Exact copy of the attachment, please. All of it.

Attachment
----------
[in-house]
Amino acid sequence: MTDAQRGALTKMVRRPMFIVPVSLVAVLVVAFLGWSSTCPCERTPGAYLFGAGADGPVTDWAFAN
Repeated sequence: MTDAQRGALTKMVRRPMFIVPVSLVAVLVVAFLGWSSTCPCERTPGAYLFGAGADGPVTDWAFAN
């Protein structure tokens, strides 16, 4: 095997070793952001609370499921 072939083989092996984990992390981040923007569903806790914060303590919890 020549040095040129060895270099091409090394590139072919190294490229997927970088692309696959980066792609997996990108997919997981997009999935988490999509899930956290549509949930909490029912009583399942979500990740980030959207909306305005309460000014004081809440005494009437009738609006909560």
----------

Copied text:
[in-house]
Amino acid sequence: MTDAQRGALTKMVRRPMFIVPVSLVAVLVVAFLGWSSTCPCERTPGAYLFGAGADGPVTDWAFAN
Repeated sequence: MTDAQRGALTKMVRRPMFIVPVSLVAVLVVAFLGWSSTCPCERTPGAYLFGAGADGPVTDWAFAN
């Protein structure tokens, strides 16, 4: 095997070793952001609370499921 072939083989092996984990992390981040923007569903806790914060303590919890 020549040095040129060895270099091409090394590139072919190294490229997927970088692309696959980066792609997996990108997919997981997009999935988490999509899930956290549509949930909490029912009583399942979500990740980030959207909306305005309460000014004081809440005494009437009738609006909560």